SCHOTT NARIMA® Color Effects Glass - Nanotechnology as Inspiration
  

NEW: Carnegie Mellon University, Pittsburgh, Pennsylvania, USA

Award-winning architecture project – The result is overwhelming.

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Project

Background

On April 30, 2016, the new Sherman and Joyce Bowie Scott Hall of Carnegie Mellon University in Pittsburgh, Pennsylvania, USA was opened. Architects Michelle LaFoe and Isaac Campbell and their OFFICE 52 Architecture Design Team were commissioned to design the 109,000 square foot Nanoscience, Bioscience and Energy Technologies Building for the College of Engineering.

Challenge

The design should reflect the interdisciplinary and cooperative culture of Carnegie Mellon University. The team had the task of creating a vibrant and energy-efficient research center that occupies a leading position in the field of advanced nanotechnology and complex engineered systems.

A central task and challenge for the architects was to capture the scientific and engineering work that is done inside the building in the external building structure and appearance.

Download our Project Report

Material

Solution

The team of architects conceived a glass curtain wall that metaphorically embodies concepts of nanoscience, scale, photons, and light, making the interior and exterior spaces of Scott Hall glow with luminosity.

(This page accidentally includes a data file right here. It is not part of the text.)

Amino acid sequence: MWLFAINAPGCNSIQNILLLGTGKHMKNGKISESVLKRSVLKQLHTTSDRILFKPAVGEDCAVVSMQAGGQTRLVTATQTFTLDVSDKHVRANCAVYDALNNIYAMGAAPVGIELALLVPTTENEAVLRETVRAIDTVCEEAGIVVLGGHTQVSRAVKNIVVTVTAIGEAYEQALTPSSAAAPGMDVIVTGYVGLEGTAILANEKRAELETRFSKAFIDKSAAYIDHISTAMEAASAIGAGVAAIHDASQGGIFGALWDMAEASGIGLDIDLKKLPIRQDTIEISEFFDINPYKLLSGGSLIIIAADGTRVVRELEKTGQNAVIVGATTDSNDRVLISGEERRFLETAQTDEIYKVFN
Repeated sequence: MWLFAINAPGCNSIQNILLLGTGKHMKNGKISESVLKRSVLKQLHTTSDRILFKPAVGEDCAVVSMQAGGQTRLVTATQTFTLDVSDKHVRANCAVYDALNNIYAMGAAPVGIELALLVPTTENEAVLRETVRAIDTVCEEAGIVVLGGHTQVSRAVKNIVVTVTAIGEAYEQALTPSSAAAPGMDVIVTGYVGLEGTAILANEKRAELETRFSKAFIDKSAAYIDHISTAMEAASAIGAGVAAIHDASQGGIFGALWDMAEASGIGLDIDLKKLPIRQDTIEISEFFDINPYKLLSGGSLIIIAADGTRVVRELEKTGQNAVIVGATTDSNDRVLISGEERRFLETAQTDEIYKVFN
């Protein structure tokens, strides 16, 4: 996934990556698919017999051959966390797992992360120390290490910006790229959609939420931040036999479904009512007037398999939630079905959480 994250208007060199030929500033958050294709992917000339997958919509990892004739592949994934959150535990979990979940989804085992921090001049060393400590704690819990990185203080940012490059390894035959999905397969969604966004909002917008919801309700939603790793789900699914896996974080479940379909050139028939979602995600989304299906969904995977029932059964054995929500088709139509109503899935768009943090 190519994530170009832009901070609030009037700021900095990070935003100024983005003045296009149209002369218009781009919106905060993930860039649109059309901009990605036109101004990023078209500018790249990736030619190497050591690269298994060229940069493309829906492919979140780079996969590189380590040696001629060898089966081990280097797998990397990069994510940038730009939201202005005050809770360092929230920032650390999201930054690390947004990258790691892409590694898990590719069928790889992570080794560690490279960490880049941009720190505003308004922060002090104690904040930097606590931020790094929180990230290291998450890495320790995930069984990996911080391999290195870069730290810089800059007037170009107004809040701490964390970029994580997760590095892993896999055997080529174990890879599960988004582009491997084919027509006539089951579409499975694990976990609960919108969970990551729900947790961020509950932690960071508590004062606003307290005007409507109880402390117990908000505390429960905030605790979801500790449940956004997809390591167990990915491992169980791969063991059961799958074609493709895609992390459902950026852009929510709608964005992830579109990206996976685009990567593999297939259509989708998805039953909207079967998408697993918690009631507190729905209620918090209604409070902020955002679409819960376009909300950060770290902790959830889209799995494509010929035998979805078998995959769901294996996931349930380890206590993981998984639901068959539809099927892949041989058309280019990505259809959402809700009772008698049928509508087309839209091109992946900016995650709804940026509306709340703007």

After conducting a series of light and color studies with the SCHOTT NARIMA® glass samples in the design studio of the architect’s office, the decision was made to use the SCHOTT NARIMA® Orange glass type with silvery-blue reflection for the vertical and SCHOTT NARIMA® Blue-Gold for the horizontal sun protection slats. These consist of a dichroic glass center pane that was laminated between two outer panes – one of which is matt. The glass composite is fastened with specially made stainless steel clips. The overall picture of the building resembles a geometric representation of a photonic quasicrystalline structure, which is used as an optical material in nanoscience. The shape of the slats is reminiscent of a labyrinth; when viewed from a distance, they reflect light blue, lavender and blue-green colors.

This extraordinary glass processing and arrangement in connection with the SCHOTT NARIMA® glass give the building a visual depth and a reflective pattern. This created an evocative world of constantly changing colors, textures and light, the perception of which changes with the seasons, angle and intensity of sunlight, and the viewer’s position. An additional side effect: the dazzling play of colors prevents birds from accidentally flying against the glass.

The dichroic glass reflects some colors while allowing others to pass through. NARIMA® is a float glass that is coated with various layers of metal oxides in a dip-coating process. They are then burned into the glass surface in an oven at over 450 °C. These extremely thin layers of metal create the characteristic dichroic effect of the glass, while making it hard, scratch resistant, and chemically resistant, ensuring a long-lasting and low-maintenance product.
NARIMA® in der Carnegie Mellon University, Pittsburgh, Pennsylvania, USA
Foto: Jeremy Bittermann/JBSA
NARIMA® in der Carnegie Mellon University, Pittsburgh, Pennsylvania, USA
Foto: Jeremy Bittermann/JBSA
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